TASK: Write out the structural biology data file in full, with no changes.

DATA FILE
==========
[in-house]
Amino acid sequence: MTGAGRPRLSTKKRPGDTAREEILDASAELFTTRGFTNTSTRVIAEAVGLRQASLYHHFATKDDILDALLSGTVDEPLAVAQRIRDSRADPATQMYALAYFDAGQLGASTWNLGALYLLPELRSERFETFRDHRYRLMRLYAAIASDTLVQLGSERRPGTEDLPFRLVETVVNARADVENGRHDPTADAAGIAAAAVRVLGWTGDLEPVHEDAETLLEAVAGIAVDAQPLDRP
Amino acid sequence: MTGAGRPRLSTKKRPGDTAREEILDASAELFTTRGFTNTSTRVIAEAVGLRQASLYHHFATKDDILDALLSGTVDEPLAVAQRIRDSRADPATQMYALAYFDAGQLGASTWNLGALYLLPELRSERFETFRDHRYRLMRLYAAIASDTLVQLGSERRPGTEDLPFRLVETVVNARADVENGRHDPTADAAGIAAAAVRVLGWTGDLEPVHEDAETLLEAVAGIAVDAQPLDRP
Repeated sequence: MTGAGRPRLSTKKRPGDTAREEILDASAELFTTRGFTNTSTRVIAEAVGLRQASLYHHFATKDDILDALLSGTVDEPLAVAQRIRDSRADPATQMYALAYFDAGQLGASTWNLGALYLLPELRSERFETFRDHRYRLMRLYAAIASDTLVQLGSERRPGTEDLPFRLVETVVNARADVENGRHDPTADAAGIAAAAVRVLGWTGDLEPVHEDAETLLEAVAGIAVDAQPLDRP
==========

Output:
[in-house]
Amino acid sequence: MTGAGRPRLSTKKRPGDTAREEILDASAELFTTRGFTNTSTRVIAEAVGLRQASLYHHFATKDDILDALLSGTVDEPLAVAQRIRDSRADPATQMYALAYFDAGQLGASTWNLGALYLLPELRSERFETFRDHRYRLMRLYAAIASDTLVQLGSERRPGTEDLPFRLVETVVNARADVENGRHDPTADAAGIAAAAVRVLGWTGDLEPVHEDAETLLEAVAGIAVDAQPLDRP
Amino acid sequence: MTGAGRPRLSTKKRPGDTAREEILDASAELFTTRGFTNTSTRVIAEAVGLRQASLYHHFATKDDILDALLSGTVDEPLAVAQRIRDSRADPATQMYALAYFDAGQLGASTWNLGALYLLPELRSERFETFRDHRYRLMRLYAAIASDTLVQLGSERRPGTEDLPFRLVETVVNARADVENGRHDPTADAAGIAAAAVRVLGWTGDLEPVHEDAETLLEAVAGIAVDAQPLDRP
Repeated sequence: MTGAGRPRLSTKKRPGDTAREEILDASAELFTTRGFTNTSTRVIAEAVGLRQASLYHHFATKDDILDALLSGTVDEPLAVAQRIRDSRADPATQMYALAYFDAGQLGASTWNLGALYLLPELRSERFETFRDHRYRLMRLYAAIASDTLVQLGSERRPGTEDLPFRLVETVVNARADVENGRHDPTADAAGIAAAAVRVLGWTGDLEPVHEDAETLLEAVAGIAVDAQPLDRP